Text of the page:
They set forth two reasons for the divinity of Christ, the first one being "dynamic monarchianism" which explains the divinity of Jesus resulting from him being the carrier of a divine power, which "descended upon the man Jesus."(Grenz pg 57) The complete divinity of Christ thought was established at the First Ecumenical Council at Nicea1 in 325, based on Arius' view that Jesus was "begotten of the Father, of the substance of the Father, begotten not made, of one substance with the Father." (Grenz pg 59)
Christology is the reaffirmation of our belief and confession in the godliness of Jesus, who is the road to our salvation. The authors of the new Testament strongly believed that Jesus combines in his person the role of God and Savior (2 Pet.1:1, pg 246) Jesus' divinity is attributed to his perfect life or what may be called his "sinlessness" (pg. 252) which was only possible because in Jesus could be seen "a veritable existence of God" (pg. 252) the resurrection of Jesus Christ, which is at the heart of Christian faith, points to the divinity of Jesus. (pg. 259) the historical life of Jesus reveals his humanity, and he becomes not just an "embodiment of God," but of his willingness to be a part of the 'life in community" which he participated in his life on Earth. (pg. 272)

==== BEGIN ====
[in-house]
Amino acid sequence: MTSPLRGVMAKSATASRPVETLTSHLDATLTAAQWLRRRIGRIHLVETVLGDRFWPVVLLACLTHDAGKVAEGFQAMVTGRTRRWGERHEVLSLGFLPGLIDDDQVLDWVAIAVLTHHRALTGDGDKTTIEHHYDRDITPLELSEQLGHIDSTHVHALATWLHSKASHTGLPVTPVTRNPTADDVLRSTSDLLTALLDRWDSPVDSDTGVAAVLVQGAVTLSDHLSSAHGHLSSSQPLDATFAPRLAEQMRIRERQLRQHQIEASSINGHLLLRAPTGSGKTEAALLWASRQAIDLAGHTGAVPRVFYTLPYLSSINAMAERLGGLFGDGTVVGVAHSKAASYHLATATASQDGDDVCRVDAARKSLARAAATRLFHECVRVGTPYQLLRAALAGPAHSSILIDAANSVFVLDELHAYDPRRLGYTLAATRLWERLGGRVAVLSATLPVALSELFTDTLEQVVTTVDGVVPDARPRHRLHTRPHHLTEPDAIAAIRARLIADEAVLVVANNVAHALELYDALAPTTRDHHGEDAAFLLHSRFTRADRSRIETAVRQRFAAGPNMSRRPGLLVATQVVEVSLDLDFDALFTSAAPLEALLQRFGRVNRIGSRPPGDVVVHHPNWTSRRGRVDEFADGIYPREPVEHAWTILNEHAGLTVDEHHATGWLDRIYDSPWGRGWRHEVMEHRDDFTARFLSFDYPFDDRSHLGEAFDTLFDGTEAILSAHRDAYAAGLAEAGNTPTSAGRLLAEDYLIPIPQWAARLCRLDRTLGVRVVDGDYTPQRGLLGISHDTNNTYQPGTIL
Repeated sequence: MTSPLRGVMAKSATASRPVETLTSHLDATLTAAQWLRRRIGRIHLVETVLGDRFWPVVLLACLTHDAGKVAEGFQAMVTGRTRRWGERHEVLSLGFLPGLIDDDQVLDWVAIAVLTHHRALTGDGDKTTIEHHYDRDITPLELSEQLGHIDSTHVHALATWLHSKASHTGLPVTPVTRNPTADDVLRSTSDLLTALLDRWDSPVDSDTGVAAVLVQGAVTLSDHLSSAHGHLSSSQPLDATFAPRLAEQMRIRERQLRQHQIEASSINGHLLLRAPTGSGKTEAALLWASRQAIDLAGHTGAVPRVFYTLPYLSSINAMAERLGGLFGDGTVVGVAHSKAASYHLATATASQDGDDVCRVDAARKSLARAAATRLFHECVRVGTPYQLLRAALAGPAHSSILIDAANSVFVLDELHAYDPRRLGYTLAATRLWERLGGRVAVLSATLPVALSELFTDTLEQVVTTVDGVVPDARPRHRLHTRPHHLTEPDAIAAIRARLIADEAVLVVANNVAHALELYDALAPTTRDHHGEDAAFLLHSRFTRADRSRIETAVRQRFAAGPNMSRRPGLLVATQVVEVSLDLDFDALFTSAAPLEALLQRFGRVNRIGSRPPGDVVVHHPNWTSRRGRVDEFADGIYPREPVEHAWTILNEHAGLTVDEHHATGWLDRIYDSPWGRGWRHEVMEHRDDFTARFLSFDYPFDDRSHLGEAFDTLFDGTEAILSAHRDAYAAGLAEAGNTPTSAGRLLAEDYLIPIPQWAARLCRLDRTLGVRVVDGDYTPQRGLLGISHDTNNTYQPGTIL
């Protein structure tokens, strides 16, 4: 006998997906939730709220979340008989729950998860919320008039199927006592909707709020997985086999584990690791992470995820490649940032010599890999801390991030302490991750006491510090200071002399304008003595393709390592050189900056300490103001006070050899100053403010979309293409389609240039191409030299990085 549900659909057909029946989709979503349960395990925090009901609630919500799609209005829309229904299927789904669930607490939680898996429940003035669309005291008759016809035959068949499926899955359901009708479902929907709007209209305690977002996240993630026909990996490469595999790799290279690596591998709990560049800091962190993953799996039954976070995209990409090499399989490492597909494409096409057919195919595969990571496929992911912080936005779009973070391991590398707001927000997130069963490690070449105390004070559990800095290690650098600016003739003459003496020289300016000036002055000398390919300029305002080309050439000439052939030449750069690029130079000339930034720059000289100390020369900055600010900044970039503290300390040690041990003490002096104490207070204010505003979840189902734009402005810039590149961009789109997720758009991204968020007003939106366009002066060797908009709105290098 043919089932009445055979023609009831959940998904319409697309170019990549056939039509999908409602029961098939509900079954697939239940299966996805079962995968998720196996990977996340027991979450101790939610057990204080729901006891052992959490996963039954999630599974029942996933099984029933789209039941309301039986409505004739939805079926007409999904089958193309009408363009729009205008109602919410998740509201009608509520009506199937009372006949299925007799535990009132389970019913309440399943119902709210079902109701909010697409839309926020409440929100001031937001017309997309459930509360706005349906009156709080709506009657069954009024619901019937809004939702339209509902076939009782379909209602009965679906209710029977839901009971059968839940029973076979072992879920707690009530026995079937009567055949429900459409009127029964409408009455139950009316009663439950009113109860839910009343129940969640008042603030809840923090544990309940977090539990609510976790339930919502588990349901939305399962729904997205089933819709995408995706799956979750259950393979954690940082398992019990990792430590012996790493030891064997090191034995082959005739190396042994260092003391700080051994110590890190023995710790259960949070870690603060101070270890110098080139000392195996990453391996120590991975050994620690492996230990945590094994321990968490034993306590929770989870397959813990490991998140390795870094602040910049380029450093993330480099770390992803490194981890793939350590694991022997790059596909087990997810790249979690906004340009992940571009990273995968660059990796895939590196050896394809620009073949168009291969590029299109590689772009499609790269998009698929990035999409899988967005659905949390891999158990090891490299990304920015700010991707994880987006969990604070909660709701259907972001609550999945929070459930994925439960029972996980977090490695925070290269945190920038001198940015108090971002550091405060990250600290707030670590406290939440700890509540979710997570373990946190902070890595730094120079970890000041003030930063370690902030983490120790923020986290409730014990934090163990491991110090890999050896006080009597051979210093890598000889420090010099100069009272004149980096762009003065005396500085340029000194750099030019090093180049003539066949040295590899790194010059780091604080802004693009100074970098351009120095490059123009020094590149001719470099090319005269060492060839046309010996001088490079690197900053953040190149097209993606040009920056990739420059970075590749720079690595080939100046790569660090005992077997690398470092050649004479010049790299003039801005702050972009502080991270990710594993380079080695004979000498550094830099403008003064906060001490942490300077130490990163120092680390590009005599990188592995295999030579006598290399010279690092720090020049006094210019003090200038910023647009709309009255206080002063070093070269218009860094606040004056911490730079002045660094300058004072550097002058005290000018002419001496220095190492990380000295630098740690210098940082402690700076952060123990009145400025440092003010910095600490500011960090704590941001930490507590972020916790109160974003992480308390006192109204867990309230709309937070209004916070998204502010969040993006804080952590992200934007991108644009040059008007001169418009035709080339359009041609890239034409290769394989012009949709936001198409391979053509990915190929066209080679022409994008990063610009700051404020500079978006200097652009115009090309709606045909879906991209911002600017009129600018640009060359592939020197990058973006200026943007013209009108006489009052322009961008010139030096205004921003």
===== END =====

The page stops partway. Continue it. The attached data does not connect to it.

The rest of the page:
According to Stanley Grenz (1994) "The idea of covenant...
Baptists, the covenant that joins believers together in the church of Jesus Christ is sealed in believer's baptism." However, during the period of the 1100s and 1200s, theology took on different perspectives. For example, theology did not just mean a discourse related to God, "it now became the rational explication of divine revelation."3 (Yves M.J. Conjar, 1968)
The salient points highlighted in Stanley Grenz' book titled "Theology for the Community of God" are traditional themes incorporated in the Christian doctrine related to God, humankind, Christ, Church and the Holy Spirit. Grenz' work is a masterful blend of the traditional, contemporary and the historical to provide us with a coherent outlook involving our Christian faith through the establishment of community with God as its Father. In referring to God as the High Priest of the Church and all of us are his children, he describes a women's place within the community; Grenz expresses his views stating "that women ought to be full participants with men in all dimensions of church life and ministry" (Grenz, 1995, p. 143).
Grenz' views on Christ as the High Priest of the Church and the faith of the Christian community as a whole in relation to it, has come in for a lot of criticisms from other theologians, especially his notion that women too can be equal participants in both church life as well as ministry. Many theologians criticized him on these grounds and never accepted his views on this.
Grenz' view of God's image in relation to God and man is taken to be a serious misrepresentation and is said to be misleading. Grenz is supposed to have charged 'complimentarians with the violation of 'ecclesiological principle of the priesthood of all believers.'4 (J. Grenz with Denise Muir Kjesbo, 1995)